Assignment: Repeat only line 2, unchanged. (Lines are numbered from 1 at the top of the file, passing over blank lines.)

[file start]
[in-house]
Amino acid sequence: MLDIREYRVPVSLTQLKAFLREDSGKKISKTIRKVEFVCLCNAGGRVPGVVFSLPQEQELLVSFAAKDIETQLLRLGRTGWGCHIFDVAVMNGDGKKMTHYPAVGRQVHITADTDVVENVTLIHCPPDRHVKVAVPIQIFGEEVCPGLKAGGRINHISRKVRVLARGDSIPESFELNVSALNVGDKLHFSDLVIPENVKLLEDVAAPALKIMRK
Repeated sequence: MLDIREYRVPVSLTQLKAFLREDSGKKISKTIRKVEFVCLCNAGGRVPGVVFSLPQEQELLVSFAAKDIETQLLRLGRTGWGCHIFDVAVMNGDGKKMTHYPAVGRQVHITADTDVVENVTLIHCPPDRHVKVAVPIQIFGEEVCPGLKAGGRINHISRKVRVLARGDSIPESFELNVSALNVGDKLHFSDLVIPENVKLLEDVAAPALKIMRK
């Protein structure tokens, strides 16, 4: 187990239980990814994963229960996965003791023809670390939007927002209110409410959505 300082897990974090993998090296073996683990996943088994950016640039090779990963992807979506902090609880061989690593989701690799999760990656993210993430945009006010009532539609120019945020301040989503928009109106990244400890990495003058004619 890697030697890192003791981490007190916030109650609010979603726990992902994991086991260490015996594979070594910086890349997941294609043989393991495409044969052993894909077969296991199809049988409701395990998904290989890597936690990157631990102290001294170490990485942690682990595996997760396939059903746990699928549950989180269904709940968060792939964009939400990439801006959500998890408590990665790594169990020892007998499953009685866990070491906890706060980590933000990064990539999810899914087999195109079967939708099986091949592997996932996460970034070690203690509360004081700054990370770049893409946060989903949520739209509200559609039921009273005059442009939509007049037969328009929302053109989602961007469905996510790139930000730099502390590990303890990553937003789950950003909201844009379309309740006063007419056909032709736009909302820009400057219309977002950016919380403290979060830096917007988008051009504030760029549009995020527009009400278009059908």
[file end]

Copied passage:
Amino acid sequence: MLDIREYRVPVSLTQLKAFLREDSGKKISKTIRKVEFVCLCNAGGRVPGVVFSLPQEQELLVSFAAKDIETQLLRLGRTGWGCHIFDVAVMNGDGKKMTHYPAVGRQVHITADTDVVENVTLIHCPPDRHVKVAVPIQIFGEEVCPGLKAGGRINHISRKVRVLARGDSIPESFELNVSALNVGDKLHFSDLVIPENVKLLEDVAAPALKIMRK